It’s time to hit the blue­berry patch

The Labradorian - - Editorial - Gary Shaw

As folks from Labrador, many of us find our­selves be­ing closely tuned into what each of our sea­sons brings to us. Many of us are out­door peo­ple who use the sea­sons and Mother Na­ture’s sig­nals to di­rect us to the next ac­tiv­ity that is im­por­tant to us.

For those folks among us who are blue­berry peo­ple, we are fi­nally out and on the go in our favourite places to go “pick­ing”. Pick­ing blue­ber­ries finds many of us in the same places that we have been us­ing for years.

It’s part of our cul­ture. Whether we have an early sea­son or a late sea­son, whether we have lots of big fat blue­ber­ries to pick or fewer and smaller blue­ber­ries, it doesn’t seem to mat­ter, we are still out there to en­joy the har­vest.

This an­nual har­vest is im­por­tant to us for a num­ber of rea­sons. It’s an an­nual event that we look for­ward to, the trip to the patch that has been like a mag­net to us for a long time, con­tin­ues its draw. The out­doors, the days that we get of good tem­per­a­tures, and spend­ing time out­doors with the bounty of our ef­forts in hav­ing a bucket full of these lit­tle trea­sures, are the con­stant re­minder of what this an­nual tra­di­tion brings to us.

What we do with our blue­ber­ries is only lim­ited by our imag­i­na­tions. We make pies, jam, jel­lies, muffins and pan­cakes. Our blue­ber­ries find their way on to our cheese­cakes and are even made into wine. Per­haps the best way to eat them might be sit­ting on the hill in a com­fort­able place with a good view and eat­ing a few hand­fuls as we pick them.

In the big­ger picture, these lit­tle berries are de­scribed as the “su­per fruit”. The health ben­e­fits from eat­ing these berries have a long list of ben­e­fits. Stud­ies have shown that con­sum­ing these berries aids in di­ges­tion, slows the break­down of bones, and low­ers the risk of heart disease. They are also full of an­tiox­i­dants and help in re­duc­ing belly fat. Berries are full of valu­able vi­ta­mins, said to help in im­prov­ing vi­sion, aids in the preven­tion of cancer and en­hances a pos­i­tive mood. All of this with the best part of all, they taste re­ally good.

For us folks lo­cally, we all know how late in the year that we got to see this years spring ar­rive. This of course with all of our plant de­vel­op­ment and growth, af­fected our blue­ber­ries as well. We had a late start, which also gave us a later fin­ish to the ma­tu­rity of our berries this year. That be­ing said though, we have had good tem­per­a­tures and timely rains to give us a pretty good crop of berries. The down side to this type of sea­son shows in the size of the berries, they are smaller than nor­mal, how­ever, they seem to be fin­ish­ing strong with a spurt of late sea­son growth.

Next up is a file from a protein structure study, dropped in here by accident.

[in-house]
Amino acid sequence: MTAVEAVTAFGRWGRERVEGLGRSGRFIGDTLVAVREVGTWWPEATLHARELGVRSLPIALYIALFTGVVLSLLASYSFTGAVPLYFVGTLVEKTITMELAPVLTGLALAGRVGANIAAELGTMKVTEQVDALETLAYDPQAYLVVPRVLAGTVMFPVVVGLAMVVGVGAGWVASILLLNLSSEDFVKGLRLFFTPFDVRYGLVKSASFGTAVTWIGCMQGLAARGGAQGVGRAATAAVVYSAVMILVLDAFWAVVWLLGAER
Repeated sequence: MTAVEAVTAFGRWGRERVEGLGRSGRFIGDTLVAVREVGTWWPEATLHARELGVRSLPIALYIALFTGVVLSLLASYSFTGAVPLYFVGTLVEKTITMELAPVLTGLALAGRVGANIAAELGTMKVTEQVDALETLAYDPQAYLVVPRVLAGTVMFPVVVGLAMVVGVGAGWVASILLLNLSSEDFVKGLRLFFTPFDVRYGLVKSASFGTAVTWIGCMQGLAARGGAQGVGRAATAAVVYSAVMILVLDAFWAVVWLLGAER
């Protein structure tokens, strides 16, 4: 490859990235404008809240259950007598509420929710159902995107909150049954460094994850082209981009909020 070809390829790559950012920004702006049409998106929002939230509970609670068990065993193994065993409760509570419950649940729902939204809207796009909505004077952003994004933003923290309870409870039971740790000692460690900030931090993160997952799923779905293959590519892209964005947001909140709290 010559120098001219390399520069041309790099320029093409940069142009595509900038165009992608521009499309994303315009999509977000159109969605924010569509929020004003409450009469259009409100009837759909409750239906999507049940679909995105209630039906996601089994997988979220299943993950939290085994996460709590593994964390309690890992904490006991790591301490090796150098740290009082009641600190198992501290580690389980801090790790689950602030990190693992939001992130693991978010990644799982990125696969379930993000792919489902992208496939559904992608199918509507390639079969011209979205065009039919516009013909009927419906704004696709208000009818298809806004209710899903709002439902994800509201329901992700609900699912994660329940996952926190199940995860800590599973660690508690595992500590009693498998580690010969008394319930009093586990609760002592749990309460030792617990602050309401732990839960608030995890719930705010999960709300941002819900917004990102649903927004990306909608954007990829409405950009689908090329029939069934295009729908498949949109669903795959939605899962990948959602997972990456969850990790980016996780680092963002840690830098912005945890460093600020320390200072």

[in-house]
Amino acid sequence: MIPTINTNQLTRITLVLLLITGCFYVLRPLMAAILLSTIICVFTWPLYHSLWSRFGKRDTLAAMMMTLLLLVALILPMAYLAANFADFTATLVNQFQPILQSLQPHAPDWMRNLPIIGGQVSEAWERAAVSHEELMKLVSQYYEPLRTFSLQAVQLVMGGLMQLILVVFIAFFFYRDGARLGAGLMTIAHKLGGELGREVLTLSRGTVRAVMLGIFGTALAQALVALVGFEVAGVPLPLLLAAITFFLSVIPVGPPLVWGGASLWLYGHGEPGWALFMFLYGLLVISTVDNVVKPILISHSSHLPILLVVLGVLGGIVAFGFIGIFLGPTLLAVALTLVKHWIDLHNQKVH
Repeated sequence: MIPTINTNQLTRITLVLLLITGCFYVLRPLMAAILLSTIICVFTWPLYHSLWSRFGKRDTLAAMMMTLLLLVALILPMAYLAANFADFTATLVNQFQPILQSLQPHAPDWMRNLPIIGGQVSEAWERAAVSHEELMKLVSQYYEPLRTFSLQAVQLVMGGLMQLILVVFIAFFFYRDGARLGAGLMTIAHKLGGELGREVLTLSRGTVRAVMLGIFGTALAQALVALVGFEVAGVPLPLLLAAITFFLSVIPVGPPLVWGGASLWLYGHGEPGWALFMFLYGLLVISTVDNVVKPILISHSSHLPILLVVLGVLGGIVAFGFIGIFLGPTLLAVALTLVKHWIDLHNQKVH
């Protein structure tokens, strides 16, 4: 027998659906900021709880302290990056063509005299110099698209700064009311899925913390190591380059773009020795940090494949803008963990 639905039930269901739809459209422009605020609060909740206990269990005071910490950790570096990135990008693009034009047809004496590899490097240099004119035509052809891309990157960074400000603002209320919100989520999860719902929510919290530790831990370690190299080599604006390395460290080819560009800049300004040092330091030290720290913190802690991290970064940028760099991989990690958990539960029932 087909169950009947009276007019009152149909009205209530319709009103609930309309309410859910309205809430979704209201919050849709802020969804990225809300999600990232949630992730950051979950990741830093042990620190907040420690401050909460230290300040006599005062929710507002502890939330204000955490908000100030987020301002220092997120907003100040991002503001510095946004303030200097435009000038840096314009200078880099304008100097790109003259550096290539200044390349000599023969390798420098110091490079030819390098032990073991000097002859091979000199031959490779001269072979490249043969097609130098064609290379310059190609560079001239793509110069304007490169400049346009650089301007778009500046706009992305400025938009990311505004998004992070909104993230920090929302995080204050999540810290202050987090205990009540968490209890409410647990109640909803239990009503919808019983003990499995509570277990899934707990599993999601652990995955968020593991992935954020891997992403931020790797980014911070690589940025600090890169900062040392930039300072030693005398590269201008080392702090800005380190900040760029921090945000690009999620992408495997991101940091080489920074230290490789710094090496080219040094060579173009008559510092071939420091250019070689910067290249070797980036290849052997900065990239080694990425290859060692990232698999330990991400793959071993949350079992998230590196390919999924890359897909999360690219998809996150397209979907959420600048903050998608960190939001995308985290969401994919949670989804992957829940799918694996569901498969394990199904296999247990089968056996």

I went up to Smokey Moun­tain the other day for a look and a taste of this year’s crop. The good news was that there was a fine bunch of berries on the bushes. The bad news was that there was an even big­ger crop of black­flies. There’s al­ways some­thing!

I met up with Don Wood­ford set­tled in and pick­ing away at the berries. Don is and old veteran of many sea­sons of berry pick­ing on Smokey and he was hav­ing a suc­cess­ful day. He was clearly in his el­e­ment and was not only en­joy­ing his day, but was well pre­pared for any even­tu­al­ity.

He had his buck­ets, his fly re­pel­lent, his bear spray and his smile on his face as he en­joyed his day on the hill.

This time of year and the an­nual blue­berry har­vest is in­deed a part of what Don and many among us like him rep­re­sent. It is a part of our lives that rep­re­sent the very fab­ric of who we are as Labrado­ri­ans.


It’s time to har­vest the blue­ber­ries.

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